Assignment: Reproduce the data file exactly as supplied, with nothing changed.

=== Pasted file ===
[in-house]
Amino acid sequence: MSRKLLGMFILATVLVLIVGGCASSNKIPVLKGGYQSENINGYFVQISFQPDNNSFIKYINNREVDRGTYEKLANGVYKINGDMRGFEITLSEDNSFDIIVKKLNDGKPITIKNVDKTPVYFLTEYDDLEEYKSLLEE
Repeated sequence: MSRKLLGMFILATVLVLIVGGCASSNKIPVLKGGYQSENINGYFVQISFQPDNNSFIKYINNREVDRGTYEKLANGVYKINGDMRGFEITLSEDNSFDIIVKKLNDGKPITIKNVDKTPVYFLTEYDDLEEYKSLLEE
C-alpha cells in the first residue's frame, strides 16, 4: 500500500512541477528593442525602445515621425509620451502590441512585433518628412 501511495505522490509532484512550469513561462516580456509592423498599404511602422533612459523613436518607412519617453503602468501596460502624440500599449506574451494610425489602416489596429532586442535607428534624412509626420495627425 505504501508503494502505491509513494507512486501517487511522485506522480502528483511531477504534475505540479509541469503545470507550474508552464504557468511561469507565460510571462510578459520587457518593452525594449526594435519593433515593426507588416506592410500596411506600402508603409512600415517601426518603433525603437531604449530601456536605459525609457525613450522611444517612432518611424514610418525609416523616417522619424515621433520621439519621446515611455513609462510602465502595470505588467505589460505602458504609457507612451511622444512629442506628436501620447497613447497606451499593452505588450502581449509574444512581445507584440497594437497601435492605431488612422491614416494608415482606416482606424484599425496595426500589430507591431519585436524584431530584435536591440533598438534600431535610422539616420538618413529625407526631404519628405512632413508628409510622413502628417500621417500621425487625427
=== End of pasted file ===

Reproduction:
[in-house]
Amino acid sequence: MSRKLLGMFILATVLVLIVGGCASSNKIPVLKGGYQSENINGYFVQISFQPDNNSFIKYINNREVDRGTYEKLANGVYKINGDMRGFEITLSEDNSFDIIVKKLNDGKPITIKNVDKTPVYFLTEYDDLEEYKSLLEE
Repeated sequence: MSRKLLGMFILATVLVLIVGGCASSNKIPVLKGGYQSENINGYFVQISFQPDNNSFIKYINNREVDRGTYEKLANGVYKINGDMRGFEITLSEDNSFDIIVKKLNDGKPITIKNVDKTPVYFLTEYDDLEEYKSLLEE
C-alpha cells in the first residue's frame, strides 16, 4: 500500500512541477528593442525602445515621425509620451502590441512585433518628412 501511495505522490509532484512550469513561462516580456509592423498599404511602422533612459523613436518607412519617453503602468501596460502624440500599449506574451494610425489602416489596429532586442535607428534624412509626420495627425 505504501508503494502505491509513494507512486501517487511522485506522480502528483511531477504534475505540479509541469503545470507550474508552464504557468511561469507565460510571462510578459520587457518593452525594449526594435519593433515593426507588416506592410500596411506600402508603409512600415517601426518603433525603437531604449530601456536605459525609457525613450522611444517612432518611424514610418525609416523616417522619424515621433520621439519621446515611455513609462510602465502595470505588467505589460505602458504609457507612451511622444512629442506628436501620447497613447497606451499593452505588450502581449509574444512581445507584440497594437497601435492605431488612422491614416494608415482606416482606424484599425496595426500589430507591431519585436524584431530584435536591440533598438534600431535610422539616420538618413529625407526631404519628405512632413508628409510622413502628417500621417500621425487625427